Check Your Privilege… Or Not?

So when I first saw a post on Gawker’s “Privilege Tournament” I dismissed it as something weird that was supposed to be a joke. And then I saw more posts about it, including one on Jezebel that encapsulates a lot of my response, which is, essentially: “You know when someone says something, and you’re thinking: Hold up -  you did not just THINK that, you also let that s*** [redacted] come out your mouth, huh?

Yesterday, I was explaining the dickwolves debacle to yet more people who had thus far been living in blissful ignorance, and we all agreed that the primary issue with it – and with all displays of privilege – is not that the initial offense happened, not that there was offense taken (whether overreactive or not), but that there is a ridiculously large contingent of Angry Young White Men who seem to find the idea that they are privileged and therefore need to consider the opinions of others to be a horrific invasion of their personal freedom.

Gawker‘s Hamilton Nolan writes: “These days, teary privilege confessionals pour forth from the lips of college students in equal proportion to the fiery critiques of our grossly unjust world that pour forth from the unprivileged masses,” arguing, it seems, that the lack of privilege is somehow itself a form of privilege. The ultimate social status symbol is to have the “best non-privilege” so that you can claim the most exemptions from “normalcy.” As the first commenter, BlackManIncognito, points out: “A white man made the game; set up the categories and tells us to fight it out. Sounds about right.”

It’s like one of those weird conversations where all the participants try to explain why they’ve had the worst day, or why their husband is the worst or their wife the most nagging. “Oh, that happened to you? How awful, but at least you didn’t have to go through what I did.” You know exactly the kinds of conversations I mean.

Here’s the thing. Those conversations are only possible from a point of privilege. People only compete about the bad things that happen to them when those things aren’t really actually that bad in the grand scheme of things. No one competes for the “worst” story of human trafficking or assault or attempted murder or slavery or genocide. People who experience actual hardship don’t compete with each other for sympathy about it.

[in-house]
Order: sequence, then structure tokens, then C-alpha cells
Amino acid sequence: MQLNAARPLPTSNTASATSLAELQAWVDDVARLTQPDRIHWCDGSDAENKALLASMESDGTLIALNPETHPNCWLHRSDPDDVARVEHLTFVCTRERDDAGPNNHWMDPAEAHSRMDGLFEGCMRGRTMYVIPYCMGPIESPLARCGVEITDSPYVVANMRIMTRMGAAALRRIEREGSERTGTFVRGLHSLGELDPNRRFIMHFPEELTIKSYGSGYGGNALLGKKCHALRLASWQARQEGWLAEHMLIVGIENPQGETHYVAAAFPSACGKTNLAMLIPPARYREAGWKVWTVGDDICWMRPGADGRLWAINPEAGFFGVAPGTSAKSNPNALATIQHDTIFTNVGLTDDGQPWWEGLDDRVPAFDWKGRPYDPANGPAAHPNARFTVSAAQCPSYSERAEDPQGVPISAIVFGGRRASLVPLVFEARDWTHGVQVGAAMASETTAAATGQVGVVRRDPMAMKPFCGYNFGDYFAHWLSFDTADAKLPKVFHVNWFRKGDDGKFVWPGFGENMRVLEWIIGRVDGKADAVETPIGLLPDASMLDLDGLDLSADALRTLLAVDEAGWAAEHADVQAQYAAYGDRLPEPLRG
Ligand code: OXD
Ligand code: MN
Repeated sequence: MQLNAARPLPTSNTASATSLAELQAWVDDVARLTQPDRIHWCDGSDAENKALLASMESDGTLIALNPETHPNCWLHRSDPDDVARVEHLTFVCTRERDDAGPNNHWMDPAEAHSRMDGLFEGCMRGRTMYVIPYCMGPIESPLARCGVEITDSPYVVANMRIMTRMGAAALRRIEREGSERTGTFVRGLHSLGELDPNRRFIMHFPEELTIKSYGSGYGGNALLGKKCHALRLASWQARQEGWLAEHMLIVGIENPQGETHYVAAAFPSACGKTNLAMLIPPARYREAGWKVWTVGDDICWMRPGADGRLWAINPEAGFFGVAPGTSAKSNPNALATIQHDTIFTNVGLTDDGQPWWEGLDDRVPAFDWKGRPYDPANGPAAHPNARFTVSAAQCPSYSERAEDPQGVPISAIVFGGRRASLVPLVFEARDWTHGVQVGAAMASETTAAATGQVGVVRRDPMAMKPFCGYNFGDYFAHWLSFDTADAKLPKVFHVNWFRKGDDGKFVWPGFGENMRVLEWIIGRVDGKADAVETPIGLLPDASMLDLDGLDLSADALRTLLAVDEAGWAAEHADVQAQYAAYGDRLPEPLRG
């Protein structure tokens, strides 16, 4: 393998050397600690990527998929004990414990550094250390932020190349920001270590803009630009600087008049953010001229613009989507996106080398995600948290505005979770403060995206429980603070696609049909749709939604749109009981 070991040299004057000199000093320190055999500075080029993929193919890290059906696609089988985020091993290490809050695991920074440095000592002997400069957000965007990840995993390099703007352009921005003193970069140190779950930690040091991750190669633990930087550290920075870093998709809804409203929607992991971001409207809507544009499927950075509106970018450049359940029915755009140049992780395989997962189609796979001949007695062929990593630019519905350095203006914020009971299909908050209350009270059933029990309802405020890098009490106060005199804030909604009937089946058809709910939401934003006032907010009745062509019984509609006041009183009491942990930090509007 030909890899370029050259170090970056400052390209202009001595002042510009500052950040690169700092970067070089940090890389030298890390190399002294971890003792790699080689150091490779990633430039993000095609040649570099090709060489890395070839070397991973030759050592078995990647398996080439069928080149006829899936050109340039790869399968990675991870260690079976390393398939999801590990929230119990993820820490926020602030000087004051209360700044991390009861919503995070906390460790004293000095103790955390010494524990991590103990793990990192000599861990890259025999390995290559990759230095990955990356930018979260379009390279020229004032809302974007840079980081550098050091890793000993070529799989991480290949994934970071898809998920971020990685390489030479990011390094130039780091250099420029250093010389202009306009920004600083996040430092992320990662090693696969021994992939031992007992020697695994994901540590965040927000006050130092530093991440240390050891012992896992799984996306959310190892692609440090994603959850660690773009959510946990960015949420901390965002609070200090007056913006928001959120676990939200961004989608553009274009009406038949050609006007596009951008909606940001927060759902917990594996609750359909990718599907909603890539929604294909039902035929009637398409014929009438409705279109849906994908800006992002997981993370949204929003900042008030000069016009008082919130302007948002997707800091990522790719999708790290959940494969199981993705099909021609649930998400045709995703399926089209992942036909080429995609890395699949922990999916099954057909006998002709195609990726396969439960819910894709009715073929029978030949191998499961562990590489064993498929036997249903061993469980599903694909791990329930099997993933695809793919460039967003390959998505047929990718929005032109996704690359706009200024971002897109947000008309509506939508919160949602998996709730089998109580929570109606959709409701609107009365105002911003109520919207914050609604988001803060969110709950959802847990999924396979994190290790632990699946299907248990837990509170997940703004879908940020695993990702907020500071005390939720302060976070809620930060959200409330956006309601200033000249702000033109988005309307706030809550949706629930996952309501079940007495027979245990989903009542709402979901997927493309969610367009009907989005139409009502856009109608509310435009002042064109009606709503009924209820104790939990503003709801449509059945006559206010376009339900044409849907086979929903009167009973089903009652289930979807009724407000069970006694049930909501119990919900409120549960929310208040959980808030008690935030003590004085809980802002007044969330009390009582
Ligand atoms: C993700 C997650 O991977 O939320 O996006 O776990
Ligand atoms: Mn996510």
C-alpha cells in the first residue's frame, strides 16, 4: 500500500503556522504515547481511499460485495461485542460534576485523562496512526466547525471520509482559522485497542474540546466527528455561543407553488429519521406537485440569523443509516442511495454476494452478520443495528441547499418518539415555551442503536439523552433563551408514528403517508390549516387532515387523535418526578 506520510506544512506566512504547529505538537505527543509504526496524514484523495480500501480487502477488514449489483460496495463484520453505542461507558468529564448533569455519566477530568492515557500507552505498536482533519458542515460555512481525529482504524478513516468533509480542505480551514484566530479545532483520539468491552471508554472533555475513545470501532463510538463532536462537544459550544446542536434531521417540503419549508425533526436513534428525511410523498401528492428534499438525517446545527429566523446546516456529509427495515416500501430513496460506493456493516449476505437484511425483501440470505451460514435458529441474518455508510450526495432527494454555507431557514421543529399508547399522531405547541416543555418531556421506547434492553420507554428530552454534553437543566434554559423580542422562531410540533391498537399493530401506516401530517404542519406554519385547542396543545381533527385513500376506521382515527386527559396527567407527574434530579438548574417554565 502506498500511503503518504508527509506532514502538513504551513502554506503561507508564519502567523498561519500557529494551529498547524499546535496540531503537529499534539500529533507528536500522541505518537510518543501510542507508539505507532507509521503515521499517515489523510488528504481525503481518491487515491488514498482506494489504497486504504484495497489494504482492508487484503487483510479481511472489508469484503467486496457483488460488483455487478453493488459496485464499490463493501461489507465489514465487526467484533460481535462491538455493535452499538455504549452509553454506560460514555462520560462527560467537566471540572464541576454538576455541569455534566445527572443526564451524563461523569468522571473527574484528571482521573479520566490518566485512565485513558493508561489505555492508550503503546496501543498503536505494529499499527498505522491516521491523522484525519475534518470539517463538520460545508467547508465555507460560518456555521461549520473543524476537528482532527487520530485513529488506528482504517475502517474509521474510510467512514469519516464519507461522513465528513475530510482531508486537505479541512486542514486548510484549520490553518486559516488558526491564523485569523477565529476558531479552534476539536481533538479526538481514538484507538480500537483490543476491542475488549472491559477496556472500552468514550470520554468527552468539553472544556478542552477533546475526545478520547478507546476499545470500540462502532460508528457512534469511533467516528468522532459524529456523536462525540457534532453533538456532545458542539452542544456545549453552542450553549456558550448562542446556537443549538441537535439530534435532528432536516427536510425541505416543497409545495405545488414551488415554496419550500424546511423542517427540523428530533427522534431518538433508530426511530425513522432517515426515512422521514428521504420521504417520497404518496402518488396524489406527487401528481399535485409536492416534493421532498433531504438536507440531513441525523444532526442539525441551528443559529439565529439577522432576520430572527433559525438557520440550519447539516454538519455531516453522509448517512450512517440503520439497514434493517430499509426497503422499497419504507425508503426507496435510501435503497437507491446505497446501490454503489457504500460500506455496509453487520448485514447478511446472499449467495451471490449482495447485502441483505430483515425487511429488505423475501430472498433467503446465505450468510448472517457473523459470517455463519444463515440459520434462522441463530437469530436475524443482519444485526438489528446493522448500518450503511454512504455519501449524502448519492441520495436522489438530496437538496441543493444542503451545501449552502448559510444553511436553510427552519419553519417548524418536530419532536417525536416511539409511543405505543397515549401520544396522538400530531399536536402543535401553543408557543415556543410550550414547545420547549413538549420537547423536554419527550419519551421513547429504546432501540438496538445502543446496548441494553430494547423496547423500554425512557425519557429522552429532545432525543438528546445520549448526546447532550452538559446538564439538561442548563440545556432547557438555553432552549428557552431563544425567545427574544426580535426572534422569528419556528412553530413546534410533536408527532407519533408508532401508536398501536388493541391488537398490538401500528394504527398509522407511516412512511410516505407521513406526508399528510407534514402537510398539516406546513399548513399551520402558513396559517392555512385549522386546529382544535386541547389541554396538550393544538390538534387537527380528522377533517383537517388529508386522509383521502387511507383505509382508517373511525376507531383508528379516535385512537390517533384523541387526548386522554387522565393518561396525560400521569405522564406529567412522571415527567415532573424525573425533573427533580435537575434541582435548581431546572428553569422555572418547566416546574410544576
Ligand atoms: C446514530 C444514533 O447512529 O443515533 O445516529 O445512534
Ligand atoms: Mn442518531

This is not to say that the minor hardships experienced by people with privilege are not genuinely emotionally distressing. It is also not to to say that people with privilege can’t complain about their boss or their coworkers or their spouses. Complaining is a coping mechanism, and it helps us feel better.

But here’s the thing. Complaining about someone else’s misfortune, disability, or minority status encroaching on your privilege (not your rights, your privilege) is complete bull****. I’m sure Nolan claims his piece is satire, but it’s about as tastelessly privileged and arrogantly bigoted as if he’d simply typed up a genuine piece announcing how attacked straight white men are in today’s society. And don’t think that doesn’t exist, because it does (and I’m probably going to start a flamewar by linking to them through this blog). And here. And here. Now some of these sites are talking about serious issues – the bias against fathers in divorce, for instance – but for the most part, they are focused not on equal rights, but on the retention of privilege, as Kyle Tran Myhre points out (there are further links to more at the bottom of his post).

Ultimately, the loss of privilege is probably a bit disturbing to those who have become accustomed to possessing it. It feels as though the status quo, which has always catered to them and exclusively to them, is shifting uncomfortably and including all of these Other People who have not hithertofore appeared in the awareness spectrum of the Privileged. And suddenly they’re demanding not only to have the right to exist, but to speak out, to have games made that appeal to them, to have films and television shows with characters like them, to have jobs that pay them the same amount as the Privileged, which means, of course, that the Privileged are starting to lose some of their status as Privileged.

I imagine that’s a strange and scary feeling, to suddenly realize that the world is not actually made just for you. But that doesn’t mean you have the right to try to take it back.

Games Are Not Weapons

Yesterday’s tragic events in DC – near somewhere I go on a weekly basis where people I know and care about work – once again have people in the US considering the problems of violence in our society, its causes, and its solutions. I suppose I shouldn’t be surprised that this has not only produced the usual gun control debate, but yet again brought up the argument that violent videogames were some part of the cause of Alexis’s actions, as Stephen Daly notes in a Gameranx piece today.

Daly remarks that the Telegraph reported Alexis was “obsessed with violent video games”  and “carried a .45 handgun ‘everywhere he went.’” The Telegraph piece also says that “The darker side to Alexis’s character saw him playing violent ‘zombie’ video games in his room, sometimes from 12.30pm until 4.30am.”

What is particularly infuriating about the Telegraph‘s take on this is that they spend a considerable amount of time contrasting Alexis’s playing of violent videogames with his dedication to Buddhism, suggesting that this is a bizarre paradox. What they don’t spend enough time on is the fact that Alexis seemed paranoid – he carried a gun everywhere out of fear that someone would steal his belongings, even into restaurants and his workplace. But instead of pulling out the idea – put forth by someone he knew – that he was traumatized by 9/11 and may have been suffering from PTSD, the author (Nick Allen) instead gives the piece this title: “Aaron Alexis: Washington navy yard gunman ‘obsessed with violent video games.’”